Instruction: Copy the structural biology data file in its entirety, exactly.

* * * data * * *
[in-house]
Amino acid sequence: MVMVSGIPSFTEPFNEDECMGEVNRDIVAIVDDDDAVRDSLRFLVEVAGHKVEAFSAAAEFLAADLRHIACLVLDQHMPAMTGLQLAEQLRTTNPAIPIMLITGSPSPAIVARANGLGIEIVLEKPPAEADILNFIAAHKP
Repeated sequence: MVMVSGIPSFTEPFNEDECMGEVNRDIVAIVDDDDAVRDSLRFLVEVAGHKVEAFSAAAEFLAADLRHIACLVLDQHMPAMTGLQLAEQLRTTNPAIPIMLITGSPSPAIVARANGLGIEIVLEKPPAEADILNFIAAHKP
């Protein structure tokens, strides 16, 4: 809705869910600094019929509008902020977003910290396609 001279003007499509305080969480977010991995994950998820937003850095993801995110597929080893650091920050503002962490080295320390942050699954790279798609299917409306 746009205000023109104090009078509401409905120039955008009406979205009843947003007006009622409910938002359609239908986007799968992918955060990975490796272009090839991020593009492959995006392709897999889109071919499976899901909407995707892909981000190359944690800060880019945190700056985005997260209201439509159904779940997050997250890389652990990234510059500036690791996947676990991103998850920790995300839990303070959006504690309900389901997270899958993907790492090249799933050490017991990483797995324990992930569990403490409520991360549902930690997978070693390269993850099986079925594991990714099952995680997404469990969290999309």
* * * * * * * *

[in-house]
Amino acid sequence: MVMVSGIPSFTEPFNEDECMGEVNRDIVAIVDDDDAVRDSLRFLVEVAGHKVEAFSAAAEFLAADLRHIACLVLDQHMPAMTGLQLAEQLRTTNPAIPIMLITGSPSPAIVARANGLGIEIVLEKPPAEADILNFIAAHKP
Repeated sequence: MVMVSGIPSFTEPFNEDECMGEVNRDIVAIVDDDDAVRDSLRFLVEVAGHKVEAFSAAAEFLAADLRHIACLVLDQHMPAMTGLQLAEQLRTTNPAIPIMLITGSPSPAIVARANGLGIEIVLEKPPAEADILNFIAAHKP
């Protein structure tokens, strides 16, 4: 809705869910600094019929509008902020977003910290396609 001279003007499509305080969480977010991995994950998820937003850095993801995110597929080893650091920050503002962490080295320390942050699954790279798609299917409306 746009205000023109104090009078509401409905120039955008009406979205009843947003007006009622409910938002359609239908986007799968992918955060990975490796272009090839991020593009492959995006392709897999889109071919499976899901909407995707892909981000190359944690800060880019945190700056985005997260209201439509159904779940997050997250890389652990990234510059500036690791996947676990991103998850920790995300839990303070959006504690309900389901997270899958993907790492090249799933050490017991990483797995324990992930569990403490409520991360549902930690997978070693390269993850099986079925594991990714099952995680997404469990969290999309």